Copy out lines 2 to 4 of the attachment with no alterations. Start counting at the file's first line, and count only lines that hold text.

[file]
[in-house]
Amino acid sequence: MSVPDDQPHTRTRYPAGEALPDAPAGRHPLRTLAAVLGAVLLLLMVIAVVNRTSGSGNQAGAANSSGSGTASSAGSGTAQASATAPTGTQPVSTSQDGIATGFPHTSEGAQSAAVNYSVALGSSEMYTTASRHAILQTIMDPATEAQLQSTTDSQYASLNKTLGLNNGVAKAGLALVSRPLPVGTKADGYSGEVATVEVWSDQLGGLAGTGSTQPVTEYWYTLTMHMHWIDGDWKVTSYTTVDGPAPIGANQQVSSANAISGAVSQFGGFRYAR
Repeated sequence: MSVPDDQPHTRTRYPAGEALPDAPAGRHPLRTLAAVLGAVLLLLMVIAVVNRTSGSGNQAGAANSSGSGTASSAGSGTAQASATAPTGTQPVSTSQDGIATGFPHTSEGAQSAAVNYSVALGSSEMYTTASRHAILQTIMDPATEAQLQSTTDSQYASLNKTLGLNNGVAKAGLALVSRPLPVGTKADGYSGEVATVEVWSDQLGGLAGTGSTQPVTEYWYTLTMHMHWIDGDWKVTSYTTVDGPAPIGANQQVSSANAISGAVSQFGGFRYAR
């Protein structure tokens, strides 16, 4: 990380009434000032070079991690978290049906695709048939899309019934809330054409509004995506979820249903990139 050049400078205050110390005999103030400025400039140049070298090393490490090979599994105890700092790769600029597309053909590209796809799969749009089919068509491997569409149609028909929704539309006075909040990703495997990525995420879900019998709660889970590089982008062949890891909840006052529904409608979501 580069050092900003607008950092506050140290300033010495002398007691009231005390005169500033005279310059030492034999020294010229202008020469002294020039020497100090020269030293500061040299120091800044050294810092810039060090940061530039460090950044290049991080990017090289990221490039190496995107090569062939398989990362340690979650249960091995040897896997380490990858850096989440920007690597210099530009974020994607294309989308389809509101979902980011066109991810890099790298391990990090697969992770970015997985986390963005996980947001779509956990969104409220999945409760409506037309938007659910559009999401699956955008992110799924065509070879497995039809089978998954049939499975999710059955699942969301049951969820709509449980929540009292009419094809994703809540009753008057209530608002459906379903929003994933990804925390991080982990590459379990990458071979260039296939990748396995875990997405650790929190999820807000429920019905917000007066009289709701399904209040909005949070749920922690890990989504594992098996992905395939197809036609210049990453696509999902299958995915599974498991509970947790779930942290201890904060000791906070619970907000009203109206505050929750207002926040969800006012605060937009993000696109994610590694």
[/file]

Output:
Amino acid sequence: MSVPDDQPHTRTRYPAGEALPDAPAGRHPLRTLAAVLGAVLLLLMVIAVVNRTSGSGNQAGAANSSGSGTASSAGSGTAQASATAPTGTQPVSTSQDGIATGFPHTSEGAQSAAVNYSVALGSSEMYTTASRHAILQTIMDPATEAQLQSTTDSQYASLNKTLGLNNGVAKAGLALVSRPLPVGTKADGYSGEVATVEVWSDQLGGLAGTGSTQPVTEYWYTLTMHMHWIDGDWKVTSYTTVDGPAPIGANQQVSSANAISGAVSQFGGFRYAR
Repeated sequence: MSVPDDQPHTRTRYPAGEALPDAPAGRHPLRTLAAVLGAVLLLLMVIAVVNRTSGSGNQAGAANSSGSGTASSAGSGTAQASATAPTGTQPVSTSQDGIATGFPHTSEGAQSAAVNYSVALGSSEMYTTASRHAILQTIMDPATEAQLQSTTDSQYASLNKTLGLNNGVAKAGLALVSRPLPVGTKADGYSGEVATVEVWSDQLGGLAGTGSTQPVTEYWYTLTMHMHWIDGDWKVTSYTTVDGPAPIGANQQVSSANAISGAVSQFGGFRYAR
């Protein structure tokens, strides 16, 4: 990380009434000032070079991690978290049906695709048939899309019934809330054409509004995506979820249903990139 050049400078205050110390005999103030400025400039140049070298090393490490090979599994105890700092790769600029597309053909590209796809799969749009089919068509491997569409149609028909929704539309006075909040990703495997990525995420879900019998709660889970590089982008062949890891909840006052529904409608979501 580069050092900003607008950092506050140290300033010495002398007691009231005390005169500033005279310059030492034999020294010229202008020469002294020039020497100090020269030293500061040299120091800044050294810092810039060090940061530039460090950044290049991080990017090289990221490039190496995107090569062939398989990362340690979650249960091995040897896997380490990858850096989440920007690597210099530009974020994607294309989308389809509101979902980011066109991810890099790298391990990090697969992770970015997985986390963005996980947001779509956990969104409220999945409760409506037309938007659910559009999401699956955008992110799924065509070879497995039809089978998954049939499975999710059955699942969301049951969820709509449980929540009292009419094809994703809540009753008057209530608002459906379903929003994933990804925390991080982990590459379990990458071979260039296939990748396995875990997405650790929190999820807000429920019905917000007066009289709701399904209040909005949070749920922690890990989504594992098996992905395939197809036609210049990453696509999902299958995915599974498991509970947790779930942290201890904060000791906070619970907000009203109206505050929750207002926040969800006012605060937009993000696109994610590694």